The Lamb of Tartary pub to be 'unrecognisable' from NQ bar

Well that didn't take long.

The radiators at Cottonopolis have hardly had time to cool down before the announcement this morning (11 January) that the grade II listed building will be transformed into a pub by the Edinburgh Castle team. 

The Lamb of Tartary (weird pub names are always the best) will open in February as a public house and grill, offering an all day dining menu and promising a 'slightly more casual affair'.

The Lamb of Tartary will be a slightly more casual affair whilst still championing the produce and suppliers we’ve spent the last year or so building up

The dining menu will be made up of British seasonal dishes across brunch, small plates and Sunday roasts as well as grilled meat and fish, and aims to be 'both comforting and exciting' 

Shaun Moffat, Executive Chef of The Lamb and Edinburgh Castle said: “It’s an exciting time for the team to be working on this new project at The Lamb of Tartary. We all loved Cottonopolis and will miss it dearly, however, we are looking forward to launching this new concept to fall in line with the success we’ve achieved at the Edinburgh Castle.

“The Lamb of Tartary will be a slightly more casual affair whilst still championing the produce and suppliers we’ve spent the last year or so building up. We will continue to utilise the best produce to create new favourite dishes and modern takes on classics, and as a result allow us to offer an exciting food & drink concept.”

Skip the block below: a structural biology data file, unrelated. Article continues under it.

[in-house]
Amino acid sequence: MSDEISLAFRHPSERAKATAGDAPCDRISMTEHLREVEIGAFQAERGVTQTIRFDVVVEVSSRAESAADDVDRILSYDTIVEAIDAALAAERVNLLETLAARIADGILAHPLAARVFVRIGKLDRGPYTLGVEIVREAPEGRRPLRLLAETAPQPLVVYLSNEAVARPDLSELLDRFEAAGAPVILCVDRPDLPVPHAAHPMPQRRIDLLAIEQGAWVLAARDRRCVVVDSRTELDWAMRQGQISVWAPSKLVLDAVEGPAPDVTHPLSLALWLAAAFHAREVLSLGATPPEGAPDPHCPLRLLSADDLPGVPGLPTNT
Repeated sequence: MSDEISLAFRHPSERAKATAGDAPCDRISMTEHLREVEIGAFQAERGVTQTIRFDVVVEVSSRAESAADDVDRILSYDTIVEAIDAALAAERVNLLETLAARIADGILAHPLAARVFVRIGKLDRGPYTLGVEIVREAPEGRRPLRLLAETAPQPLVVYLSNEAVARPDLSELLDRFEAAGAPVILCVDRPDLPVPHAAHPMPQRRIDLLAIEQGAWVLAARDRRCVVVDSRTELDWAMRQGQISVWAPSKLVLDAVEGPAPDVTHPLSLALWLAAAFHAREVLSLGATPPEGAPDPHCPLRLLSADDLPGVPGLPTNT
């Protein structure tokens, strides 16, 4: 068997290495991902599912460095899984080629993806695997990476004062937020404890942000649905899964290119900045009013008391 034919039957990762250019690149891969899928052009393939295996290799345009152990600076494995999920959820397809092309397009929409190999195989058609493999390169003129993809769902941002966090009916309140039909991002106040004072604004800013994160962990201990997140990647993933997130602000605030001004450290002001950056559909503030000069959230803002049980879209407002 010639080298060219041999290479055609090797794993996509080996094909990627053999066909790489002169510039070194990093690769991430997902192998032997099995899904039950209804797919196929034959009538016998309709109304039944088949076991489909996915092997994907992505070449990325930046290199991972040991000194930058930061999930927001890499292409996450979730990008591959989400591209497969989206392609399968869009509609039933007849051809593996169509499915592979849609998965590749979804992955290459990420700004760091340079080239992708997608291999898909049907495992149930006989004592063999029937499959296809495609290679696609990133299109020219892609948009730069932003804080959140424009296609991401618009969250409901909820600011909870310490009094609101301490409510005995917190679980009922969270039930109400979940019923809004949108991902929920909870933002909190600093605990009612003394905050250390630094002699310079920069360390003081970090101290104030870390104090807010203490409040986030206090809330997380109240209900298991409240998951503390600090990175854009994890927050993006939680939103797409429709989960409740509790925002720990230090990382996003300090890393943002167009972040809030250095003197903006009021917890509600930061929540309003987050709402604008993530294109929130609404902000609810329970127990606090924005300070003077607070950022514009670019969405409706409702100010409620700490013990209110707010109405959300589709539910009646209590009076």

2024 01 11 Lamb Of Tartary Logo
The fun and unusual new logo Image: The Lamb of Tartary

In further good news, The Lamb will be showing key sports fixtures throughout the year including the UEFA Euros 2024 (wey!), Wimbledon (wey!) and the Rugby Six Nations (yawn).

Fuelling all this summertime sporting revelry will be 24 different beers on tap, including Manchester Union Lager and Cask Beer from Buxton Brewery and Mobberley Brewhouse. 

From its unusual name (see feature box below) and logo to the fact it's not afraid of football, The Lamb of Tartary sounds to this writer and pub man like a very promising addition to the Northern Quarter and the city's historic pub scene. 

I'll see you there.

The Lamb of Tartary: name explained

The Lamb of Tartary comes from an old tale where people believed that The Lamb came from the cotton plant. It was believed that The Lamb was a living member of the plant attached to it by a stem, similar to an umbilical cord, that propped the lamb above the ground. The Lamb would be able to graze the grass around the plant for food.

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